Only five receivers in NFL history averaged 25 yards or more yards per catch in a single season ... that is, only five with a minimum of 40 receptions ... and Roger Carr was one of them.
If you were watching the NFL in 1976, you know who. Because 1976 was a magical season for the Baltimore Colts' wide receiver.
Carr caught 43 passes that year, which wasn't exceptional. But he averaged 25.9 yards per reception, which was. It led the NFL. He also led the NFL in receiving yardage, which was noteworthy considering receivers like Drew Pearson and Cliff Branch had All-Pro years.
Dubbed "Louisiana Lightning" because of 4.3 40 speed, Carr had a career that lasted 10 years, with 271 receptions for 5,071 yards and 31 touchdowns - none of which are extraordinary. But look at his career average of 18.7 yards per catch. It's tied for 14th among receivers with 250 or more receptions.
He also had scores on bombs of 90, 89, 79 and 78 yards.
"There's only one person I ever saw who could accelerate to the football," former Colts' quarterback and 1976 league MVP Bert Jones told the Ruston Daily Leader, "and it was Roger."
But there's one season -- the 1976 season -- that stands out, and the envelope, please: He caught 43 passes for 1,112 yards and 11 touchdowns -- producing a 25.9-yard average that's so impressive only four others with 40 or more catches ever eclipsed a 25-yard average:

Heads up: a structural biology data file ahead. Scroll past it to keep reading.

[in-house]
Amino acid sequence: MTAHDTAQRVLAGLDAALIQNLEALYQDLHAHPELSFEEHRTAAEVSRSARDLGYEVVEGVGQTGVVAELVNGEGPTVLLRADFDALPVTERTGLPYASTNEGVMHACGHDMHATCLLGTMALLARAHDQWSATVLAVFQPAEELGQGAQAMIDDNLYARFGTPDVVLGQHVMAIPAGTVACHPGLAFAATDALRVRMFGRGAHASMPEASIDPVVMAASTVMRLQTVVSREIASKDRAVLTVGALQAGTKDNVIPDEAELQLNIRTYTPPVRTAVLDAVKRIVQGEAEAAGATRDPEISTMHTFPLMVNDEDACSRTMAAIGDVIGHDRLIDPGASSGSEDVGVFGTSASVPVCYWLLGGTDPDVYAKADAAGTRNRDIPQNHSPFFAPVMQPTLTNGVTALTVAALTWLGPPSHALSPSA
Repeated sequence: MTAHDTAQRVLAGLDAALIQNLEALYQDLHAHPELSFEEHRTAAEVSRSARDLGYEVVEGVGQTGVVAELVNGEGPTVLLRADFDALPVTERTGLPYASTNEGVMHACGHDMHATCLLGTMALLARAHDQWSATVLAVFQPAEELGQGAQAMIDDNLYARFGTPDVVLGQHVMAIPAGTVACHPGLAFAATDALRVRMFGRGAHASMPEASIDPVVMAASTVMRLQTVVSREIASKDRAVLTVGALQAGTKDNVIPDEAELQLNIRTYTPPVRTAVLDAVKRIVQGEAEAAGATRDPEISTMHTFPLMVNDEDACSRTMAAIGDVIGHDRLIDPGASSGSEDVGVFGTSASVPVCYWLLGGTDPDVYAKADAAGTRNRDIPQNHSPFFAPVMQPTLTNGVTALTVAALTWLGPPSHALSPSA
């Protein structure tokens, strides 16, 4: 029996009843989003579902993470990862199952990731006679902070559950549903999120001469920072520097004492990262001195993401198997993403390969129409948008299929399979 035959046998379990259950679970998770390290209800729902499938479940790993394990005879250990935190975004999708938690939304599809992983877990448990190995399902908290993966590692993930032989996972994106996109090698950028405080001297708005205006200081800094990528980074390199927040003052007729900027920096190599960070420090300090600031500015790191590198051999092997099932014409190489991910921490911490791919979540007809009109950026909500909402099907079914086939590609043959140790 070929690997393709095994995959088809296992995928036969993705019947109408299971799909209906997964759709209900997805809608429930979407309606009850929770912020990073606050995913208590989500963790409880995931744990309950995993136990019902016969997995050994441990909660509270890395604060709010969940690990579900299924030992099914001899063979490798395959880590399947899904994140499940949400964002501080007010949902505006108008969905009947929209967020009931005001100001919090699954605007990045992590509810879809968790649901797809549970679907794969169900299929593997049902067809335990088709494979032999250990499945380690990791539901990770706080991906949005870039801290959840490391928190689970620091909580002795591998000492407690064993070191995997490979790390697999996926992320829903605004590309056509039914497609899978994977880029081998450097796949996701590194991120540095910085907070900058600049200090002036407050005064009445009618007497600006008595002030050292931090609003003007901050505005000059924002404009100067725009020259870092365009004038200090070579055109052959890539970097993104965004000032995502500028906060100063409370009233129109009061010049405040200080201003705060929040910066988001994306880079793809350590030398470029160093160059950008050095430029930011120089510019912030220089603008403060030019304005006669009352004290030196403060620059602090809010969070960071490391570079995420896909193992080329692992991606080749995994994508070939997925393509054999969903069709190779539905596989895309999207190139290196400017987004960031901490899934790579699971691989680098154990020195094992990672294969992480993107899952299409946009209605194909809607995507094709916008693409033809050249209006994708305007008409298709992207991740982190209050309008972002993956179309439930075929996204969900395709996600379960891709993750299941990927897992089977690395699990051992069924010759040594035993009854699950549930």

-- Elbert Dubenion, Buffalo Bills - 27.1 in 1964
-- Warren Wells, Oakland Raiders - 26.8 in 1969
-- Flipper Anderson, Los Angeles Rams - 26.0 - 1989
-- Harlon Hill, Chicago Bears - 25.0 - 1954
If you watched ABC's Monday Night Football for highlights, you saw Carr's 1976 season unfold as Howard Cosell narrated replays of him hauling in Bert Jones' passes, streaking into the end zone and punctuating scores with dunks over the crossbar.
It all started the second week of the season when Carr shredded the Cincinnati Bengals' secondary, catching six passes for 198 yards and three TDs (tying a club record) -- including two of 60 or more yards, with one over Hall-of-Famer Ken Riley.
"I thought I had him," Riley said afterward. "He started out quick . . . and once he got even, he got even quicker. There was no catching him."
The next month he had a five-catch, 210-yard afternoon with two more touchdowns vs. the New York Jets. One was a 79-yard TD; the other a 41-yard score. Then there was a 55-yarder that set up a field goal to produce 17 points in a 20-0 Baltimore victory.
Through that game (Week Seven), Carr was averaging 32.6 yards a catch on 18 receptions and six touchdowns. By comparison, his next six games look almost ordinary: 21 catches for 411 yards and four TDs. But prorate them over a 17-game season, and you have a 60-catch year for 1,164 yards and 11 TDs.
So they were outstanding.
He finished the season with a 114-yard game, pushing him past Branch and Hall-of-Famer Charlie Joiner to lead the league in receiving yards.